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Regulatory Sanctions

Customers Left Hanging by Their Brokerage Firms

September 22, 2019

by Howard Haykin

 

 

How well do investors know their broker and brokerage firm? And how well do they understand the investments that brokers recommend for their brokerage accounts? “Ignorance is bliss,” except when it comes to investing. After all, investors have the most to lose in this arrangement.   

 

 

Recently, a broker working for Cetera Advisor Networks, a California-based broker-dealer, cheated 14 of his customers - some of whom were senior investors. Working from his home in Pennsylvania, the broker repeatedly bought and sold hundreds of Class A mutual fund shares for his customers’ accounts.

 

Buying and selling mutual fund shares is not illegal, but doing so to run up one’s commission revenues is.  And that was the sole reason this broker engaged in these in-and-out trades – also known as short-term mutual fund ‘switches’. Class A mutual fund purchases are designed to be held for long periods - not to be bought and sold repeatedly as this broker did.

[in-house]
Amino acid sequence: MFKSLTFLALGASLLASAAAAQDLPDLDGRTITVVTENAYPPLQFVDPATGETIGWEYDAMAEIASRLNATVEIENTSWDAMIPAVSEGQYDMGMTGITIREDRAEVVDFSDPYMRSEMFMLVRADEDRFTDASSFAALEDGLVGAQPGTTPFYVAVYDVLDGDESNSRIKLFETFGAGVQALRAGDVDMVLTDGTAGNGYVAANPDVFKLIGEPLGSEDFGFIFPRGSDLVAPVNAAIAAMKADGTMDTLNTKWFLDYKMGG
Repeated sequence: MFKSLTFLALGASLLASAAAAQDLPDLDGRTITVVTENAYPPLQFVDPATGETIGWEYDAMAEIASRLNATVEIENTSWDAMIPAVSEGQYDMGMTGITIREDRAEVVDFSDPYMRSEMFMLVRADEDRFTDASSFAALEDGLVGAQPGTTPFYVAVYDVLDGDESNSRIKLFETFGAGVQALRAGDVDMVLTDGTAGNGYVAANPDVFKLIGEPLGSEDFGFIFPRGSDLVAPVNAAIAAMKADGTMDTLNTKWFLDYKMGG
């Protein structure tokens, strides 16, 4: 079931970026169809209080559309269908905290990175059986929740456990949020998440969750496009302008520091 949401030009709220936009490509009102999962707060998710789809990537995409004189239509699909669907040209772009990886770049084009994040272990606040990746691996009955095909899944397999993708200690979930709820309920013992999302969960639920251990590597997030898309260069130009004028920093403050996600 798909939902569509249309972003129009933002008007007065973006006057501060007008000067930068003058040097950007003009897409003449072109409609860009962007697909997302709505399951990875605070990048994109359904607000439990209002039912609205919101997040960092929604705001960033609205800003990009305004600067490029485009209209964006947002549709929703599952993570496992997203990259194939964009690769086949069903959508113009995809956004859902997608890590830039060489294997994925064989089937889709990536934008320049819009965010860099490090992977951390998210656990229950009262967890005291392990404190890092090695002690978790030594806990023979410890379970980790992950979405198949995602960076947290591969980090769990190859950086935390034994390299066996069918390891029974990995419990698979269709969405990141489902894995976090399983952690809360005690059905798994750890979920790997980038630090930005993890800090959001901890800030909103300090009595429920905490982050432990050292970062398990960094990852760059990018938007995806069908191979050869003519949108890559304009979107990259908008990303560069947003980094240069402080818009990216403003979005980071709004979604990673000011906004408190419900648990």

For years, the brokerage firm chose to award this broker for his high sales production numbers rather than punish him for misconduct. However, the broker was eventually caught by industry regulators and thrown out of the industry - though it was too late for 14 of his customers who lost nearly $700,000.

 

 

TAKE AWAYS.   The customers in this story apparently didn't know or understand investments and they placed too much trust in their broker. As a result, they never realized he was ‘stealing’ their money. 
 
Each of them could have been better protected had they brought someone in to serve as their 'financial watchdog' – a friend, a family member, an independent adviser. This is often the only way to deal with dishonest brokers and ineffectual brokerage firms.   

 

 

For further details on this case, click on ...  FINRA AWC #2014040951702.